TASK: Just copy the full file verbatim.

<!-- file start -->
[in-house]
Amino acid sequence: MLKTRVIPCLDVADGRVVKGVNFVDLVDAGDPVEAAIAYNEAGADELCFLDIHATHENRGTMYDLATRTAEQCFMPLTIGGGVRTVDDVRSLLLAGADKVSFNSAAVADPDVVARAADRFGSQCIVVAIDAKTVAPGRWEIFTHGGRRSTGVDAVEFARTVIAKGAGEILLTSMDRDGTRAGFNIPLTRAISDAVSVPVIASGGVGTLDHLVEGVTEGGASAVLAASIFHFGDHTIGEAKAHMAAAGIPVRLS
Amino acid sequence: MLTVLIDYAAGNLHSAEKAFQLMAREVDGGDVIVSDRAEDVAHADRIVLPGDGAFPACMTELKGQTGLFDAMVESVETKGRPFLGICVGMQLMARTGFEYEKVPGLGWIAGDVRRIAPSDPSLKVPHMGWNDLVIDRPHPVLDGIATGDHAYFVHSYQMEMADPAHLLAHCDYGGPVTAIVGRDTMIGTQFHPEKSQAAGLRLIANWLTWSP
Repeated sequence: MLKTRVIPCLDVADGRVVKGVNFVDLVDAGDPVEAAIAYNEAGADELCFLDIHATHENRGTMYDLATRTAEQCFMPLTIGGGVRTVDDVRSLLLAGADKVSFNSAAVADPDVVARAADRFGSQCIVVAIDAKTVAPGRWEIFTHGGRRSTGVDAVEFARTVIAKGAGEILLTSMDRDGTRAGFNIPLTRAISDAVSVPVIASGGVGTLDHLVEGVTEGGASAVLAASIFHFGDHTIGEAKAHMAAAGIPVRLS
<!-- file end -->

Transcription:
[in-house]
Amino acid sequence: MLKTRVIPCLDVADGRVVKGVNFVDLVDAGDPVEAAIAYNEAGADELCFLDIHATHENRGTMYDLATRTAEQCFMPLTIGGGVRTVDDVRSLLLAGADKVSFNSAAVADPDVVARAADRFGSQCIVVAIDAKTVAPGRWEIFTHGGRRSTGVDAVEFARTVIAKGAGEILLTSMDRDGTRAGFNIPLTRAISDAVSVPVIASGGVGTLDHLVEGVTEGGASAVLAASIFHFGDHTIGEAKAHMAAAGIPVRLS
Amino acid sequence: MLTVLIDYAAGNLHSAEKAFQLMAREVDGGDVIVSDRAEDVAHADRIVLPGDGAFPACMTELKGQTGLFDAMVESVETKGRPFLGICVGMQLMARTGFEYEKVPGLGWIAGDVRRIAPSDPSLKVPHMGWNDLVIDRPHPVLDGIATGDHAYFVHSYQMEMADPAHLLAHCDYGGPVTAIVGRDTMIGTQFHPEKSQAAGLRLIANWLTWSP
Repeated sequence: MLKTRVIPCLDVADGRVVKGVNFVDLVDAGDPVEAAIAYNEAGADELCFLDIHATHENRGTMYDLATRTAEQCFMPLTIGGGVRTVDDVRSLLLAGADKVSFNSAAVADPDVVARAADRFGSQCIVVAIDAKTVAPGRWEIFTHGGRRSTGVDAVEFARTVIAKGAGEILLTSMDRDGTRAGFNIPLTRAISDAVSVPVIASGGVGTLDHLVEGVTEGGASAVLAASIFHFGDHTIGEAKAHMAAAGIPVRLS